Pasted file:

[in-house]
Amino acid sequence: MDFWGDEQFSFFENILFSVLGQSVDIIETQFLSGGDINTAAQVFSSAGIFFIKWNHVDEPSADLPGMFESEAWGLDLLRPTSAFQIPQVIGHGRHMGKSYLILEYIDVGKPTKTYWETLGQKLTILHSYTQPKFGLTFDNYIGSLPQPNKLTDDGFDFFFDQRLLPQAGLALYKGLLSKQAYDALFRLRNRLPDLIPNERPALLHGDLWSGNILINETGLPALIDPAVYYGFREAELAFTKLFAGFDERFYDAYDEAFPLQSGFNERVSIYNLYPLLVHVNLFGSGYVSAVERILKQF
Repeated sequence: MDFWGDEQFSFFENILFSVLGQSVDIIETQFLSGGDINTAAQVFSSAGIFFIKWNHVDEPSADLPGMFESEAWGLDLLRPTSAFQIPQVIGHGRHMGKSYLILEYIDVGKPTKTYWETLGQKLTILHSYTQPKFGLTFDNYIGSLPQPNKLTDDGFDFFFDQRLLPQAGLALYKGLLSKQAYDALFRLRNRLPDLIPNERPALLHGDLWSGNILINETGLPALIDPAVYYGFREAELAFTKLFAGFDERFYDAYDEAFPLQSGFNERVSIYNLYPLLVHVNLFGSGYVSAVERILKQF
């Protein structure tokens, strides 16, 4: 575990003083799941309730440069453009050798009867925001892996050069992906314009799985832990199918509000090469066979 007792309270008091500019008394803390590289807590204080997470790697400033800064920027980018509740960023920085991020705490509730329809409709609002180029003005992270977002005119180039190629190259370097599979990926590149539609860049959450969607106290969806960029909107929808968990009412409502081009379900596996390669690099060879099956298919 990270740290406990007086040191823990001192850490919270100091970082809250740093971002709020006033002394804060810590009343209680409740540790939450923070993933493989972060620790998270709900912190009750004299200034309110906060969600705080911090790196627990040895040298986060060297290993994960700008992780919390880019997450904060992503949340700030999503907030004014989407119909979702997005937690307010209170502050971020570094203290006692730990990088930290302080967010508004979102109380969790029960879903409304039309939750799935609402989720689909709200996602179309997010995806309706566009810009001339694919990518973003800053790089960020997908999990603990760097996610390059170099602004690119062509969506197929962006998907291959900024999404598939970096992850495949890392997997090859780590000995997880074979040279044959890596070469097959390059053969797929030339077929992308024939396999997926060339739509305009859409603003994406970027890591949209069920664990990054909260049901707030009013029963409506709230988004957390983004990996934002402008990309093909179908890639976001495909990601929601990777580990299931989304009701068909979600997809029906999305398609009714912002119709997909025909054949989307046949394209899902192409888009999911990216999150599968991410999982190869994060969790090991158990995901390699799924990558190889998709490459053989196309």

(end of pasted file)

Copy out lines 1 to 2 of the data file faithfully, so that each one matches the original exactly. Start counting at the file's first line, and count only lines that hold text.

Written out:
[in-house]
Amino acid sequence: MDFWGDEQFSFFENILFSVLGQSVDIIETQFLSGGDINTAAQVFSSAGIFFIKWNHVDEPSADLPGMFESEAWGLDLLRPTSAFQIPQVIGHGRHMGKSYLILEYIDVGKPTKTYWETLGQKLTILHSYTQPKFGLTFDNYIGSLPQPNKLTDDGFDFFFDQRLLPQAGLALYKGLLSKQAYDALFRLRNRLPDLIPNERPALLHGDLWSGNILINETGLPALIDPAVYYGFREAELAFTKLFAGFDERFYDAYDEAFPLQSGFNERVSIYNLYPLLVHVNLFGSGYVSAVERILKQF